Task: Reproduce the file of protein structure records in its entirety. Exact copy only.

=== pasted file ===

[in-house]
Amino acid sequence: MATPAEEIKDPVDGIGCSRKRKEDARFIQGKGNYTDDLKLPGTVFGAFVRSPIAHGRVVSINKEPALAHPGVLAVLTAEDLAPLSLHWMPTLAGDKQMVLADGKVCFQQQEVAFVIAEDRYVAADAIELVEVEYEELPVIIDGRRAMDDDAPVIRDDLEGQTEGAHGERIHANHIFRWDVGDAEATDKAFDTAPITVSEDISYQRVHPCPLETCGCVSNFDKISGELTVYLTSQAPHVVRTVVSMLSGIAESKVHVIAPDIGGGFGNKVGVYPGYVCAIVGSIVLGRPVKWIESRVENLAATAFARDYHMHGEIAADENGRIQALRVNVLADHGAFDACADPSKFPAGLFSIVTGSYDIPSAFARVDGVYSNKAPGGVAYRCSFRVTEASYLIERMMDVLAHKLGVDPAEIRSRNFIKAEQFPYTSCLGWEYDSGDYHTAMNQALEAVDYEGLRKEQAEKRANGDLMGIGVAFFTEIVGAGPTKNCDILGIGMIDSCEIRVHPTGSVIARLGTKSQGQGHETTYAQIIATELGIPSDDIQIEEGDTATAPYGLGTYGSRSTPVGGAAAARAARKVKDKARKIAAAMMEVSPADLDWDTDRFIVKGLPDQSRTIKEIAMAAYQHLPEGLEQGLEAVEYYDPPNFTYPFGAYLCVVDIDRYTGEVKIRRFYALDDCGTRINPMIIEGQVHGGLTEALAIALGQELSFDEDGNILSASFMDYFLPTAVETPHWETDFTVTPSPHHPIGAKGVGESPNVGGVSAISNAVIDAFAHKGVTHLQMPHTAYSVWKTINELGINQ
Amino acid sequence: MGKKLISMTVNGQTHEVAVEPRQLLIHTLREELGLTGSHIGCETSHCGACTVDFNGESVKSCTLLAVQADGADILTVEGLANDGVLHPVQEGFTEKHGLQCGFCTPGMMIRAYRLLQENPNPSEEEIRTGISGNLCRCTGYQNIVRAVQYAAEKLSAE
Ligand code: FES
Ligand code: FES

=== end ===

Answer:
[in-house]
Amino acid sequence: MATPAEEIKDPVDGIGCSRKRKEDARFIQGKGNYTDDLKLPGTVFGAFVRSPIAHGRVVSINKEPALAHPGVLAVLTAEDLAPLSLHWMPTLAGDKQMVLADGKVCFQQQEVAFVIAEDRYVAADAIELVEVEYEELPVIIDGRRAMDDDAPVIRDDLEGQTEGAHGERIHANHIFRWDVGDAEATDKAFDTAPITVSEDISYQRVHPCPLETCGCVSNFDKISGELTVYLTSQAPHVVRTVVSMLSGIAESKVHVIAPDIGGGFGNKVGVYPGYVCAIVGSIVLGRPVKWIESRVENLAATAFARDYHMHGEIAADENGRIQALRVNVLADHGAFDACADPSKFPAGLFSIVTGSYDIPSAFARVDGVYSNKAPGGVAYRCSFRVTEASYLIERMMDVLAHKLGVDPAEIRSRNFIKAEQFPYTSCLGWEYDSGDYHTAMNQALEAVDYEGLRKEQAEKRANGDLMGIGVAFFTEIVGAGPTKNCDILGIGMIDSCEIRVHPTGSVIARLGTKSQGQGHETTYAQIIATELGIPSDDIQIEEGDTATAPYGLGTYGSRSTPVGGAAAARAARKVKDKARKIAAAMMEVSPADLDWDTDRFIVKGLPDQSRTIKEIAMAAYQHLPEGLEQGLEAVEYYDPPNFTYPFGAYLCVVDIDRYTGEVKIRRFYALDDCGTRINPMIIEGQVHGGLTEALAIALGQELSFDEDGNILSASFMDYFLPTAVETPHWETDFTVTPSPHHPIGAKGVGESPNVGGVSAISNAVIDAFAHKGVTHLQMPHTAYSVWKTINELGINQ
Amino acid sequence: MGKKLISMTVNGQTHEVAVEPRQLLIHTLREELGLTGSHIGCETSHCGACTVDFNGESVKSCTLLAVQADGADILTVEGLANDGVLHPVQEGFTEKHGLQCGFCTPGMMIRAYRLLQENPNPSEEEIRTGISGNLCRCTGYQNIVRAVQYAAEKLSAE
Ligand code: FES
Ligand code: FES